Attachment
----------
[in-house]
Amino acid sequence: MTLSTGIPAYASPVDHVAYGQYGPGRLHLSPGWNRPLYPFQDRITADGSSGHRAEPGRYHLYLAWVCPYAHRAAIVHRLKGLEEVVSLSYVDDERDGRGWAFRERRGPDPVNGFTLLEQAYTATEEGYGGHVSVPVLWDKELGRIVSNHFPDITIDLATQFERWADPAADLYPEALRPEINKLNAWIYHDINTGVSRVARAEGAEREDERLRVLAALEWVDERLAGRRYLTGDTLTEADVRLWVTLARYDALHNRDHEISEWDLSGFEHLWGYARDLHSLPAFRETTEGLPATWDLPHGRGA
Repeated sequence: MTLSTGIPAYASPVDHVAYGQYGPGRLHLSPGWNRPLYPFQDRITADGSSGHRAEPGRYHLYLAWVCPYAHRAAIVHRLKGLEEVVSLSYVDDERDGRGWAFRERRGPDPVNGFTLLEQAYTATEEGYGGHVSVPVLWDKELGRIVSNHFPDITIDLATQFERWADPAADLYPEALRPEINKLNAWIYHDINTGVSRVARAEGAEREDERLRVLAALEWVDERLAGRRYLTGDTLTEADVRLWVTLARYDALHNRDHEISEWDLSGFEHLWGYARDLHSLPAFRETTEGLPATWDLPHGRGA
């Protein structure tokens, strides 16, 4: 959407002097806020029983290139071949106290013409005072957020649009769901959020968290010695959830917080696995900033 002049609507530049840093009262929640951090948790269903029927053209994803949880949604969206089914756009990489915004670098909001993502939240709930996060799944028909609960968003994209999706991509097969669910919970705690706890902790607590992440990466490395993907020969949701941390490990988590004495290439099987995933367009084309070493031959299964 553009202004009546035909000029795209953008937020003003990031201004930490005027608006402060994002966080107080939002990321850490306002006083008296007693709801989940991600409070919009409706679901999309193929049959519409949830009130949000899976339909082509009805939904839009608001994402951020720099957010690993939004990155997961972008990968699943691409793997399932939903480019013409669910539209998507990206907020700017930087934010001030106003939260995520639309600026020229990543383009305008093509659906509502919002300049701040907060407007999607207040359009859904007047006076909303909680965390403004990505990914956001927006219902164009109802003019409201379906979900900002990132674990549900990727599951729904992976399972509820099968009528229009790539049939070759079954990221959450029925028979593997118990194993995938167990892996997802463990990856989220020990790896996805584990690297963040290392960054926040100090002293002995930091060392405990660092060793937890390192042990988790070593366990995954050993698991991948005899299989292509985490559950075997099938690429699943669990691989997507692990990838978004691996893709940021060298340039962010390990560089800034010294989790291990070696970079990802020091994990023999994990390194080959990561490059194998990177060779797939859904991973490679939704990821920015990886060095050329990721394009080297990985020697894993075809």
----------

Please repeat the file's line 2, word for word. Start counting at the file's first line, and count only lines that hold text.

Amino acid sequence: MTLSTGIPAYASPVDHVAYGQYGPGRLHLSPGWNRPLYPFQDRITADGSSGHRAEPGRYHLYLAWVCPYAHRAAIVHRLKGLEEVVSLSYVDDERDGRGWAFRERRGPDPVNGFTLLEQAYTATEEGYGGHVSVPVLWDKELGRIVSNHFPDITIDLATQFERWADPAADLYPEALRPEINKLNAWIYHDINTGVSRVARAEGAEREDERLRVLAALEWVDERLAGRRYLTGDTLTEADVRLWVTLARYDALHNRDHEISEWDLSGFEHLWGYARDLHSLPAFRETTEGLPATWDLPHGRGA